Dodd's Filibuster Threat Stalls Wiretap BillChris Dodd on Bush's threat of a veto:
Senator Chris Dodd won a temporary victory today after his threats of a filibuster forced Democratic leadership to push back consideration of a measure that would grant immunity to telecom companies that were complicit in warrantless surveillance.
The measure was part of a greater bill to reorganize the Foreign Intelligence Surveillance Act. Earlier on Monday, the Senate, agreed to address a bill that would have overhauled FISA, authorized the monitoring of people outside the United States, given secret courts the power to approve aspects of surveillance, and granted telecom companies retroactive immunity for past cooperation.
But the threat of Dodd's filibuster, aimed primarily at the latter measure, persuaded Senate Majority Leader Harry Reid, D-NV, to table the act until January. A compromise on the immunity will ostensibly be worked out in the interim period.
While he never technically conducted a filibuster, according to aides, Dodd left the floor only once, to address a press gathering. He did, on occasion cede time to his Democratic colleagues. But even then, they say, he remained engaged in the debate.
"Everyone who spoke on the floor said they were grateful for Dodd taking a stand," said a staffer to the Senator who asked not to be named. "They said if it weren't for him they wouldn't be having this much-needed debate."
Dodd was the one Senator currently running for the White House who left the campaign trail to debate the Protect America Act, an absence he hinted at while on the Senate floor.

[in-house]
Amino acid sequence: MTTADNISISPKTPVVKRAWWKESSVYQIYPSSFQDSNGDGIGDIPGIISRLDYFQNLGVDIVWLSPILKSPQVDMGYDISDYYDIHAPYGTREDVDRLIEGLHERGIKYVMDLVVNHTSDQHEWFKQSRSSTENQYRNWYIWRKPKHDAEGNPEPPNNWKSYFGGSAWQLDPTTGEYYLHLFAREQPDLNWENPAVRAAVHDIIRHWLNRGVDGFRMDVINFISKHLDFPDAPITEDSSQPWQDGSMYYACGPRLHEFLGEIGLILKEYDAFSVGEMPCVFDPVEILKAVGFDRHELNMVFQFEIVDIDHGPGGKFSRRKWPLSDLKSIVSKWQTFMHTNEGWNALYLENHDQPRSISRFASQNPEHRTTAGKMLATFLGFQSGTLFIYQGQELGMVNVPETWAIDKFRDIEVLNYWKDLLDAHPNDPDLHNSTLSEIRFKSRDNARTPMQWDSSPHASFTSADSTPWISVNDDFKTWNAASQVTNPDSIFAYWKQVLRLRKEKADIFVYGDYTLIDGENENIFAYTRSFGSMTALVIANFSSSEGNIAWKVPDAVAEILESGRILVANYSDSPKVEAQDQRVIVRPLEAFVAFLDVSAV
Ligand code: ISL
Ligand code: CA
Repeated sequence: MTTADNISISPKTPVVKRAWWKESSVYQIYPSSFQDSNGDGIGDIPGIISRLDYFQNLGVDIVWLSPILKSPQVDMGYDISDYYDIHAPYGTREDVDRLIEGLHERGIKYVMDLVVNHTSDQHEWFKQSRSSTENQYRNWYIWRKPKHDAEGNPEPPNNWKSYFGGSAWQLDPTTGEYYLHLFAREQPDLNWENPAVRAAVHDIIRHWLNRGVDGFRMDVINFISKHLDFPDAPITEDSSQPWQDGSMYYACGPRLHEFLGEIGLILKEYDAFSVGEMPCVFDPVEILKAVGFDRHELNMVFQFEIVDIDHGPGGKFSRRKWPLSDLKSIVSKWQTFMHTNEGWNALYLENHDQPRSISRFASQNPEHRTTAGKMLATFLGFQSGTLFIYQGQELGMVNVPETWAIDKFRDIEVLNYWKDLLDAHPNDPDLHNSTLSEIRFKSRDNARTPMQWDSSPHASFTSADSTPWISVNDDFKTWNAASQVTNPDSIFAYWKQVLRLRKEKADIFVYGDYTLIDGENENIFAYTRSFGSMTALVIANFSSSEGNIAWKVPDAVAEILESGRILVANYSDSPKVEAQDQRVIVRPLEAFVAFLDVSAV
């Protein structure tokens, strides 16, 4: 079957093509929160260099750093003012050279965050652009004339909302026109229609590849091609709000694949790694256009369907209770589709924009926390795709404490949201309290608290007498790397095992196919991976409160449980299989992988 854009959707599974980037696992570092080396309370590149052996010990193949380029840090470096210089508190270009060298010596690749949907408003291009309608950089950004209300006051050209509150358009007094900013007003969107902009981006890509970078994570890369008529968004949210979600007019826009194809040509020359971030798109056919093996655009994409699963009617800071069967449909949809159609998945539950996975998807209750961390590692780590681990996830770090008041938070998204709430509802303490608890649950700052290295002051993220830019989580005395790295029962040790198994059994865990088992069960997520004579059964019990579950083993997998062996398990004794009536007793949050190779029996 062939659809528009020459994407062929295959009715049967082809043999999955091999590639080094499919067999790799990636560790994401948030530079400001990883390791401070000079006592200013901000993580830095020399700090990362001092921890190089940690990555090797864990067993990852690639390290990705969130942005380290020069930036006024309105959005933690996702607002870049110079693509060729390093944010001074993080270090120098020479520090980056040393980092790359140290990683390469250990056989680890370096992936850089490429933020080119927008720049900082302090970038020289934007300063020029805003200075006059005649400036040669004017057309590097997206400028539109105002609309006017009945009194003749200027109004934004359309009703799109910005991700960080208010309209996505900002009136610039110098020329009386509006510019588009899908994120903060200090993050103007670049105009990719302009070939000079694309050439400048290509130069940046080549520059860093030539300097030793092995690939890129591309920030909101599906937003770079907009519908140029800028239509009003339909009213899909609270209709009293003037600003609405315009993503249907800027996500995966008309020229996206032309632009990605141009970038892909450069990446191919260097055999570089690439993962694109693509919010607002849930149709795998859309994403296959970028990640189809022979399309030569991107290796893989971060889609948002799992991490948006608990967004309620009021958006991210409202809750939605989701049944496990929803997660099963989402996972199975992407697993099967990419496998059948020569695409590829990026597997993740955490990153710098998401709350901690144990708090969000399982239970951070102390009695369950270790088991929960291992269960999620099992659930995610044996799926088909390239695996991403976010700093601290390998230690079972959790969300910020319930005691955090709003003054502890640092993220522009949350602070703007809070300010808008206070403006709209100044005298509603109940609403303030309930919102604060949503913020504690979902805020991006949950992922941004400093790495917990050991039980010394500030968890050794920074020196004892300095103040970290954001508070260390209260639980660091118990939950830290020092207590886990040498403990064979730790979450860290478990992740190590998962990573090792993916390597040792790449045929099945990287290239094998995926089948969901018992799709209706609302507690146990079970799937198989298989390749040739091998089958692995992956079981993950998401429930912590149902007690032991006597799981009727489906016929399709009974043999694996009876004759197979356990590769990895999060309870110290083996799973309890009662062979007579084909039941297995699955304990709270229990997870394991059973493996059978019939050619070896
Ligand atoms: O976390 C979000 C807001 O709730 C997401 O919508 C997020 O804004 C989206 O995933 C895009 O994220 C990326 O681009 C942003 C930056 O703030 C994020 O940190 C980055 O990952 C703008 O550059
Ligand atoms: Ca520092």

From Sen. Chris Dodd’s first speech on FISA today:
For the last six years, our largest telecommunications companies have been spying on their own American customers.What the telecoms did that Bush wants to cover-up by giving them blanket immunity:
Secretly and without a warrant, they delivered to the federal government the private, domestic communications records of millions of Americans—records this administration has compiled into a database of enormous scale and scope.
That decision betrayed millions of customers' trust. It was unwarranted—literally.
What's happening in Room 641A of 611 Folsom Street in San Francisco remains one of the most closely-held secrets in the U.S. government. According to a former AT&T employee who assisted two technicians cleared to work in the telecommunications complex on Folsom Street, 641A served as a vacuum cleaner for phone calls and e-mails of terrorism suspects, routing them to the National Security Agency.If you can, you might want to throw Dodd some $$$ --- he needs to stay in this race:!
The claims made by the ex-employee, Mark Klein, are the basis for a class-action lawsuit against AT&T and affiliated telecoms for illegally harvesting information from U.S. citizens.
Klein provided a detailed list of 16 communications networks and exchanges targeted in San Francisco, including MAE-West, a Verizon-owned Internet hub that is among the largest in the country. Klein also said "splitter cabinets" similar to the one on Folsom Street were installed in Seattle, San Jose, Los Angeles and San Diego.
[J. Scott] Marcus, the former FCC adviser, said in a legal declaration recently
unsealed in the case that the operation described by Klein "is neither modest nor limited" and was far more extensive than needed if it was focused only on international communications or on tasks other than surveillance.
"I conclude that AT&T has constructed an extensive -- and expensive -- collection
of infrastructure that collectively has all the capability necessary to conduct large-scale covert gathering of [Internet protocol]-based communications information, not only for communications to overseas locations, but for purely domestic communications as well," said Marcus, a veteran computer network executive who worked at GTE, Genuity and other companies before joining the FCC.